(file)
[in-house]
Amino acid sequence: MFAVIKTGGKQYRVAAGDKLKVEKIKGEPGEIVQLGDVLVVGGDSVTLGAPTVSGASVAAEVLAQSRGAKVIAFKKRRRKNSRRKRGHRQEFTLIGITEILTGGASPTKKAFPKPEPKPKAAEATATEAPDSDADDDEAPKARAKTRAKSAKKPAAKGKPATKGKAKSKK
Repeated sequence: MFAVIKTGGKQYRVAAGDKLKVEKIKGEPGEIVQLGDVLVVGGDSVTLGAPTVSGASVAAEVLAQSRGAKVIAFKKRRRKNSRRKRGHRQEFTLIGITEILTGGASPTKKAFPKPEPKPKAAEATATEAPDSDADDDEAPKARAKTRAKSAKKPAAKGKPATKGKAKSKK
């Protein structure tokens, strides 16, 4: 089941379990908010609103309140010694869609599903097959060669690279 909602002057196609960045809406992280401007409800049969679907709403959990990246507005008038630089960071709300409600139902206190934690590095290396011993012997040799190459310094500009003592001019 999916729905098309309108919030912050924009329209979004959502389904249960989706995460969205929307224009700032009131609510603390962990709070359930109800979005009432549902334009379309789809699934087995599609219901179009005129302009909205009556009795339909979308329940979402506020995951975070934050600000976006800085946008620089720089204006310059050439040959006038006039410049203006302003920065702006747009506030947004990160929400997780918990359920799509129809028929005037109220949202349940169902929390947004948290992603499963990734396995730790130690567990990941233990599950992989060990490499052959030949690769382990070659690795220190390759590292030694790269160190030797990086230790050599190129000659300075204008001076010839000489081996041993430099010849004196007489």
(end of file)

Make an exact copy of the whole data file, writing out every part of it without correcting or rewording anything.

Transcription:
[in-house]
Amino acid sequence: MFAVIKTGGKQYRVAAGDKLKVEKIKGEPGEIVQLGDVLVVGGDSVTLGAPTVSGASVAAEVLAQSRGAKVIAFKKRRRKNSRRKRGHRQEFTLIGITEILTGGASPTKKAFPKPEPKPKAAEATATEAPDSDADDDEAPKARAKTRAKSAKKPAAKGKPATKGKAKSKK
Repeated sequence: MFAVIKTGGKQYRVAAGDKLKVEKIKGEPGEIVQLGDVLVVGGDSVTLGAPTVSGASVAAEVLAQSRGAKVIAFKKRRRKNSRRKRGHRQEFTLIGITEILTGGASPTKKAFPKPEPKPKAAEATATEAPDSDADDDEAPKARAKTRAKSAKKPAAKGKPATKGKAKSKK
């Protein structure tokens, strides 16, 4: 089941379990908010609103309140010694869609599903097959060669690279 909602002057196609960045809406992280401007409800049969679907709403959990990246507005008038630089960071709300409600139902206190934690590095290396011993012997040799190459310094500009003592001019 999916729905098309309108919030912050924009329209979004959502389904249960989706995460969205929307224009700032009131609510603390962990709070359930109800979005009432549902334009379309789809699934087995599609219901179009005129302009909205009556009795339909979308329940979402506020995951975070934050600000976006800085946008620089720089204006310059050439040959006038006039410049203006302003920065702006747009506030947004990160929400997780918990359920799509129809028929005037109220949202349940169902929390947004948290992603499963990734396995730790130690567990990941233990599950992989060990490499052959030949690769382990070659690795220190390759590292030694790269160190030797990086230790050599190129000659300075204008001076010839000489081996041993430099010849004196007489």